A vessel similar in shape (oblong. used for consecrating (prokßa±am. is employed to take soma juice out of drona kalasa for . It is made of nyagrodha (Ficus indica). While making puro¥åças. It is made of varana wood (Crataeva voxburghii). Pra±îta The Pra±îta is a wooden vessel in which consecrated water is kept. and according to some it must be 20 aºgulas long and broad. It holds the holy water. The vessel is 12 aºgulas long. — aspertion) the articles and the oblations. It may alternately be shaped like a boat (naukåkara). it can be of any shape but only made of clay. the depth of the depression in the middle is six aºgulas. eight aºgulas long and broad. It is also called pi߆odvapani. 24 aºgulas) long. The vessel is square in shape. others say that its size must be 24 aºgulas long and broad (aratni-måtra). it is a trough (dro±a). Prokßa±î The Prokßa±î is the vessel made in våra±a wood (Crataeva voxburghii) or vikankata (Flacourtia sapida). and with a handle. According to Sayana. If it is a wooden vessel. and with a long handle.27 stream of prosperity by returning the åjya to Agni. Dro±a-Kalaça This is a large vessel made of strong and hard wood like våra±a or vikankata for storing the soma-juice. square or circular in shape. Pi߆a-påtri The flour for making puro¥åça-cakes for oblation is stored in pi߆a-påtri. it has a handle. and through Agni to the devata intended. a container made of våra±a wood (Crataeva voxburghii) or in clay. 12 aºgulas) long and broad. Pariplu (or udanchana) A small wooden bowl (laghu-påtra) shaped like a sruk (but without a handle) ('yathåsruk ada±¥a'). Into the water are dropped the darbha blades (Saccharum cylindricum) to make the water holy. water from this vessel is mixed with the flour. varana (Crataeva roxburghii) or vikankata (Flacourtia sapida) wood. with a circular depression to hold the dough. one aratni (viz. with a handle (da±¥a-yuta). It is used for keeping the materials for oblations. rauhitaka (Andersonia). and has a depression shaped like a lotus-leaf (padma-patråkrti) or lotus-bud (kamalåmukulåkrti). the bowl is three aºgulas deep. however. More usually it is rectaºgular in shape. Puro¥åça-påtri The baked puro¥åça-cakes are kept in this vessel which is square is shape. and four aºgulas high. The vessel is also meant to store soma-juice. pradeça (viz. and holds about half a prastha of water. but corners rounded off and narrow in the middle) is î¥a-påtra.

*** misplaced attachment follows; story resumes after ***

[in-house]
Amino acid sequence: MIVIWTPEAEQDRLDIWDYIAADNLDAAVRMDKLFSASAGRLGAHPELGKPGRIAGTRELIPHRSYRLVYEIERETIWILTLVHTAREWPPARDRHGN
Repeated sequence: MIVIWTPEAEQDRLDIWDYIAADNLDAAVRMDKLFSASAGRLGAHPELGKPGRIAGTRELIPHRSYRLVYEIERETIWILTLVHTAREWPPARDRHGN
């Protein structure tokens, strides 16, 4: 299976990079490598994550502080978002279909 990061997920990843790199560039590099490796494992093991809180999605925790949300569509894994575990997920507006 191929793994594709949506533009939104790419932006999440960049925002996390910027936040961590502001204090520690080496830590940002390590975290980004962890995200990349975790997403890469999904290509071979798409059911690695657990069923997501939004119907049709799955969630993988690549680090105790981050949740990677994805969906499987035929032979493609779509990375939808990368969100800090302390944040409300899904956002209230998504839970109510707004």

This is placed on the dro±a-kalaça and Soma-juice is poured into it. antaryåmagraha. The participants after whom the ten chamasas are known are: hot®. and it is also known as a gharma (hot clay pot ) used for boiling milk. udgåt®. Agnihotra-sthåli which holds the fresh milk (godohana) is prescribed to be made by the hand of the sacrificer or one of the officiating priests.. symbolised by the three Vedic metres: gåyatrî. nesht®. the astral world and the transcendental realm (bhu¿. they resemble the form of a hour-glass. rauhitaka (Andersonia). maitra-varu±a-graha. Dadhi. is used in pravargya ritual. brahma. açvina-graha. ukthya-graha and åditya-graha. Bråhma±åcchamsi. bhuva¿ and suva¿). 8. a pair of tongs (çapha) are used for lifting it from the fire and placing it upon another vessel upayamani by name (or çaphopayamana) This implement is meant to be a support for çapha. They are generally square in shape and have handles. or våra±a (Craeteva roxburghii). yajamåna. It is a fringed strainer. Camasas These are the soma-offering cups which are cared for by a special priest known as camasådhvaryu. a span high. The cups are made in udumbara wood (Ficus glomerata). 'traya' ime lokå¿ chhandobhi¿ karoti'). charu-sthåli. likewise there are p®ßad-åjyasthåli.aºgulas long) with a fairly large depression ('mahå-pußkaram srucam') to hold the base of the mahåvîrå This is made of udumbara wood (Ficus glomerata). agnîdhra and sadasya. acchåvåka. åjya-sthåli is for holding the ghee. Ten of these cups are mentioned. çukra-graha.22. Their shapes differ so that the cup meant for the priest is easily identified. The mahåvîrå is a cauldron a span high (pradeça-måtra). Mahåvîrå This vessel is described as 'the head of a sacrifice' (makhasya çira¿'). it is difficult to handle it with bare hands. manthi-graha. Their names are: upåµsu-graha. but generally. prasastr. dhruvasthåli and ågraya±a-sthåli. made from a piece of cotton cloth to which in the centre is attached or woven a round piece of woollen cloth. . Daçåpavitra The device to strain the soma-juice. but narrow in the middle.28 purposes of oblation ('dro±a-kalaçåt soma-graha±a-yogya ) And the soma-juice that is stored in dro±a-kalaça is already strained and ready for offering and drinking. and is a long ladle (one bahu or 36.3. It looks like three pots placed one above the other: being symbolic of the three worlds — the earth. Grahas The nine wooden cups which contain the soma-juice are made in various shapes. Because it is a boiler. the strained soma-juice collects in the dro±a-kalaça. Sthåli Various kinds of clay bowls. one for each of the priests who offer soma-juice as oblation. nyagrodha (Ficus indica). tri߆ubh and jagati (Taittiriya-ara±yaka. aindra-våyava-graha. aµçu and adabhya-grahas are four-cornered. pot®.